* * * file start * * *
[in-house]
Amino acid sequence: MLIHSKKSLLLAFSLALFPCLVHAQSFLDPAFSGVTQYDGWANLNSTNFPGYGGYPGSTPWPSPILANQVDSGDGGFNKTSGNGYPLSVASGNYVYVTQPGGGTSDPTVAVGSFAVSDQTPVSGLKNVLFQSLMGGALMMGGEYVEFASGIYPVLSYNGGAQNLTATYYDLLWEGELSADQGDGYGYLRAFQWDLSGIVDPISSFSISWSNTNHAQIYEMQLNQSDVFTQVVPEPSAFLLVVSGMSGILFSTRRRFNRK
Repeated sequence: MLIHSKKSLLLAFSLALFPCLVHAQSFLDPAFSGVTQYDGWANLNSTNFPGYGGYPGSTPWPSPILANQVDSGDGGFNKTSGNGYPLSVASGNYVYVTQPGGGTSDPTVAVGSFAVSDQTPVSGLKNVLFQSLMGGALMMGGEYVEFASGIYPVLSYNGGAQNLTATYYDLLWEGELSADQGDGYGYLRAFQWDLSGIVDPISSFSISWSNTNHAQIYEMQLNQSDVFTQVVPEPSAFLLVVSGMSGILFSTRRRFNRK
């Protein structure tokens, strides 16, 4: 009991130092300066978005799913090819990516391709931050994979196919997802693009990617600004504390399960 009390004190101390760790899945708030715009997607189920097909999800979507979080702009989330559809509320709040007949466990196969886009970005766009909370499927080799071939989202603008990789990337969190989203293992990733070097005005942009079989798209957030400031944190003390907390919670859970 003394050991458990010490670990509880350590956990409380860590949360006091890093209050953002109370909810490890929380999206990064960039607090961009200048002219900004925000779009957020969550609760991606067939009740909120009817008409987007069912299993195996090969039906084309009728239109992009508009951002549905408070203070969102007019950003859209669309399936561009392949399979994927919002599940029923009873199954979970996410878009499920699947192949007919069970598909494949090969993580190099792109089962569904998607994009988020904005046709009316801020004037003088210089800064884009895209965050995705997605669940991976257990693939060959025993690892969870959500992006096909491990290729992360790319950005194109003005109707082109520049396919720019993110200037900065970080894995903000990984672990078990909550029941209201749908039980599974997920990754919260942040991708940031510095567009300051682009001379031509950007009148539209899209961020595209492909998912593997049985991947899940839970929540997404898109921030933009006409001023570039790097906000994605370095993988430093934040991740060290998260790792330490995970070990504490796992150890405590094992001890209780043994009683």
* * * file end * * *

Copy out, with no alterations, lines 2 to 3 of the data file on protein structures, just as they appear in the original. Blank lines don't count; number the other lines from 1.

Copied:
Amino acid sequence: MLIHSKKSLLLAFSLALFPCLVHAQSFLDPAFSGVTQYDGWANLNSTNFPGYGGYPGSTPWPSPILANQVDSGDGGFNKTSGNGYPLSVASGNYVYVTQPGGGTSDPTVAVGSFAVSDQTPVSGLKNVLFQSLMGGALMMGGEYVEFASGIYPVLSYNGGAQNLTATYYDLLWEGELSADQGDGYGYLRAFQWDLSGIVDPISSFSISWSNTNHAQIYEMQLNQSDVFTQVVPEPSAFLLVVSGMSGILFSTRRRFNRK
Repeated sequence: MLIHSKKSLLLAFSLALFPCLVHAQSFLDPAFSGVTQYDGWANLNSTNFPGYGGYPGSTPWPSPILANQVDSGDGGFNKTSGNGYPLSVASGNYVYVTQPGGGTSDPTVAVGSFAVSDQTPVSGLKNVLFQSLMGGALMMGGEYVEFASGIYPVLSYNGGAQNLTATYYDLLWEGELSADQGDGYGYLRAFQWDLSGIVDPISSFSISWSNTNHAQIYEMQLNQSDVFTQVVPEPSAFLLVVSGMSGILFSTRRRFNRK